The Dirty Dozen
Written by Anthony Tyme on August 4, 2019
MGM, 1967: all rights held by MGM
What is a Tool Watch?
There is something inherently elegant about tools – no-frill objects designed with one goal in mind: to fulfill a task as effectively as possible. Tool watches, similarly, are built with a specific purpose. Dive watches are built with particularly thick crystals and cases to withstand the crushing pressure of the depths, pilot-style watches are purposefully built oversized to maximize legibility, antimagnetic engineer’s watches are outfitted with soft iron inner cages or silicon movement components to endow them with the ability to shrug off powerful electromagnetic currents. Tool watches have become extremely popular to the point where the words “tool watch” are used as a marketing ploy to convince the buyer that they are buying a rugged piece of survival equipment. It’s time to go back to the basics and to revisit the archetypal tool watch, the military watch. There have been many military references throughout the years, from the Rolex Milsub to the Breguet Type XX.Most of these command tremendous premiums, but there is one set of watches that manages to fly under the radar of many collectors, and it is precisely this set that we are presenting to you in this special Blog: the Dirty Dozen.
All you need to know about “The 12”
The “Dirty Dozen” refers to a collection of twelve watches that were commissioned by the British Ministry of Defense (MoD) during World War II. The companies that would fulfill the MoD’s brief were Buren, Cyma, Eterna, Grana, Jaeger-LeCoultre, Lemania, Longines, IWC, Omega, Record, Timor, and Vertex. It might be puzzling that the British MoD turned to Swiss watch companies when Great Britain had, at one point in time, been a watchmaking hub at the very forefront of the industry. However, the British watchmaking industry’s inability to adapt to a world with mass production led to prohibitively expensive watches and, much in the same way as the Swiss watchmaking industry went through considerable upheaval in the 1970s because of quartz technology, so too the British watchmaking industry had gone into decline. The companies that still manufactured mechanical components were asked to focus their efforts on building military parts for the Navy and the Air Force.
About the Ministry of Defense
The MoD brief was very specific and every one of the watches of the Dozen had to be built to the following specifications: the watches had to be regulated to chronometer standard, be waterproof and shockproof, have a black dial, Arabic numerals, luminous hour and minute hands, luminous hour markers, a railroad minute track, a shatterproof crystal, and a stainless-steel case. 15-jewel movements, measuring between 11.75 and 13 lignes, would power the watches. You will know these watches from the two serial numbers engraved on the caseback, one the military store number, and the other the civilian manufacturing number. The caseback was also engraved with the broad arrow marking and the WWW designation, which stands for“Watch, Wrist, Waterproof”.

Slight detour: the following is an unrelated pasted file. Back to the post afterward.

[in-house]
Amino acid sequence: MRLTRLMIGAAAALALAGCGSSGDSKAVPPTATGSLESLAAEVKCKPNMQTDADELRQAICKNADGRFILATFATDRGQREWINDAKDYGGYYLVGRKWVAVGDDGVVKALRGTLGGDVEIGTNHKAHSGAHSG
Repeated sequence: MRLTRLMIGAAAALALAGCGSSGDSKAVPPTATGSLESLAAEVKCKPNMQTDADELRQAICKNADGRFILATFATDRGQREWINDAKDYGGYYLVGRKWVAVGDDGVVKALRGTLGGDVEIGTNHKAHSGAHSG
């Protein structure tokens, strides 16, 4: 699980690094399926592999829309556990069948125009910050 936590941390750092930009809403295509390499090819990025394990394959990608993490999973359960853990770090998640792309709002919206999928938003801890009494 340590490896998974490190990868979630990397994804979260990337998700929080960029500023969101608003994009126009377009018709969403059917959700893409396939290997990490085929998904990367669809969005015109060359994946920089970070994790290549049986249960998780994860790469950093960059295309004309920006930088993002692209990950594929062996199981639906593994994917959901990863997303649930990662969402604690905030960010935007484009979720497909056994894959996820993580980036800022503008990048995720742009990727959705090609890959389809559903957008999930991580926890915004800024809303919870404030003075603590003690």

The WWW designation, the military serial number, and the civilian serial number of the Vertex WWW
In total, the twelve companies delivered close to 150 000 units to fulfill the MoD brief. Though this may not seem like a small number, what makes collecting the set difficult is that each of the companies delivered a different number of units. Exact production figures are not available, but it is estimated that production numbers range between 1000 units (Grana, making it the rarest of the dozen) and 25000 (Omega, Record). Compounding matters is that these watches were used and abused, so many surviving pieces exhibit considerable wear and damage. It is believed that many WWW watches were destroyed due to the presence of the radioactive isotope Radium-226. At Vintage Portfolio, we are pleased to be able to offer you four of the Dirty Dozen at the moment.
The above estimates are based on Konrad Knirim’s research and published in his book “British Military Timepieces”
The 4 of the 12 we have for sale now
Record manufactured approximately 25000 watches under the MoD brief. This large production volume leaves the Record WWW accessibly priced, especially in relation to the other watches in the set, making it a perfect entry into the Dirty Dozen collection. Our Record WWW has been expertly refurbished by our dial specialist.
This Vertex WWW, which we have outfitted with a NATO strap, has been lovingly refurbished by our dial specialist using state-of-the-art techniques. The crispness of the dial text has been restored, and the watch can now be worn as a daily driver. 15000 units of the Vertex are believed to have been manufactured.
Timor WWW, which we have paired with an olive green Nato strap that perfectly complements the patinaed lume
This Timor WWW is one of 13000 manufactured by Timor. This watch was serviced by our best vintage watchmaker in 2019 and is in fantastic condition. The original circular brushed case finishing is intact, the dial is factory-original dial, as are the hands. The lume plots on the dial match the patination of the luminous material of the hands.
We are pleased to be able to offer you the second-rarest of the Dirty Dozen set, the WWW watch manufactured by Eterna, one of the 5000 estimated units in the production run. Our Eterna WWW is a time capsule watch. The case and dial are in immaculate condition! The bridges also have a more intricate design than the utilitarian calibers of other WWW timepieces.
Make these four watches your first step toward collecting the whole set of the Dirty Dozen – happy hunting!
exclusively for Vintage Portfolio